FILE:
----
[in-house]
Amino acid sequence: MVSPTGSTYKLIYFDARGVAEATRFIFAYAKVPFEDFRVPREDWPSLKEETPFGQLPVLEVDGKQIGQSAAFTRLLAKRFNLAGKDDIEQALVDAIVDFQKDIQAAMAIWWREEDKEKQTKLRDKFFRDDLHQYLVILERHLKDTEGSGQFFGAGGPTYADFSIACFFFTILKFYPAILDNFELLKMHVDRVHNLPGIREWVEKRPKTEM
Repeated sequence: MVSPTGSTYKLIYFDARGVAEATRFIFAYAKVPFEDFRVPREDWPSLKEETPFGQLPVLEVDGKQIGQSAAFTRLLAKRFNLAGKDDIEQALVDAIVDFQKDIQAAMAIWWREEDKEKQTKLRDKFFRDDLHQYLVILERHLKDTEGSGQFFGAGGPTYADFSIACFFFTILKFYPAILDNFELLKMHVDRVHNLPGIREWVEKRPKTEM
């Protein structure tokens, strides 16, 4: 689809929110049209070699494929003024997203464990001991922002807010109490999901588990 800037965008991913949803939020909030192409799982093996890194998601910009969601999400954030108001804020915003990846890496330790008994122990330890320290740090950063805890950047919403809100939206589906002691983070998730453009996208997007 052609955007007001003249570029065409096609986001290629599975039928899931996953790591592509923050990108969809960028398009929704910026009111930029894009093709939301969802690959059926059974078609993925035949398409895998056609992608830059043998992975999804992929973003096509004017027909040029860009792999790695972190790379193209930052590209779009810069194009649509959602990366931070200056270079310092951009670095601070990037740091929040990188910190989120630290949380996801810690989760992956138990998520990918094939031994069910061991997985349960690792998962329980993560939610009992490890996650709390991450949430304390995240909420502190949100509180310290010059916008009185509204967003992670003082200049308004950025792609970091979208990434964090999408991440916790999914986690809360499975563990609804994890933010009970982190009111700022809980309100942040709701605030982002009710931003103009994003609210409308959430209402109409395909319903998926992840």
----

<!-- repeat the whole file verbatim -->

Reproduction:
[in-house]
Amino acid sequence: MVSPTGSTYKLIYFDARGVAEATRFIFAYAKVPFEDFRVPREDWPSLKEETPFGQLPVLEVDGKQIGQSAAFTRLLAKRFNLAGKDDIEQALVDAIVDFQKDIQAAMAIWWREEDKEKQTKLRDKFFRDDLHQYLVILERHLKDTEGSGQFFGAGGPTYADFSIACFFFTILKFYPAILDNFELLKMHVDRVHNLPGIREWVEKRPKTEM
Repeated sequence: MVSPTGSTYKLIYFDARGVAEATRFIFAYAKVPFEDFRVPREDWPSLKEETPFGQLPVLEVDGKQIGQSAAFTRLLAKRFNLAGKDDIEQALVDAIVDFQKDIQAAMAIWWREEDKEKQTKLRDKFFRDDLHQYLVILERHLKDTEGSGQFFGAGGPTYADFSIACFFFTILKFYPAILDNFELLKMHVDRVHNLPGIREWVEKRPKTEM
């Protein structure tokens, strides 16, 4: 689809929110049209070699494929003024997203464990001991922002807010109490999901588990 800037965008991913949803939020909030192409799982093996890194998601910009969601999400954030108001804020915003990846890496330790008994122990330890320290740090950063805890950047919403809100939206589906002691983070998730453009996208997007 052609955007007001003249570029065409096609986001290629599975039928899931996953790591592509923050990108969809960028398009929704910026009111930029894009093709939301969802690959059926059974078609993925035949398409895998056609992608830059043998992975999804992929973003096509004017027909040029860009792999790695972190790379193209930052590209779009810069194009649509959602990366931070200056270079310092951009670095601070990037740091929040990188910190989120630290949380996801810690989760992956138990998520990918094939031994069910061991997985349960690792998962329980993560939610009992490890996650709390991450949430304390995240909420502190949100509180310290010059916008009185509204967003992670003082200049308004950025792609970091979208990434964090999408991440916790999914986690809360499975563990609804994890933010009970982190009111700022809980309100942040709701605030982002009710931003103009994003609210409308959430209402109409395909319903998926992840």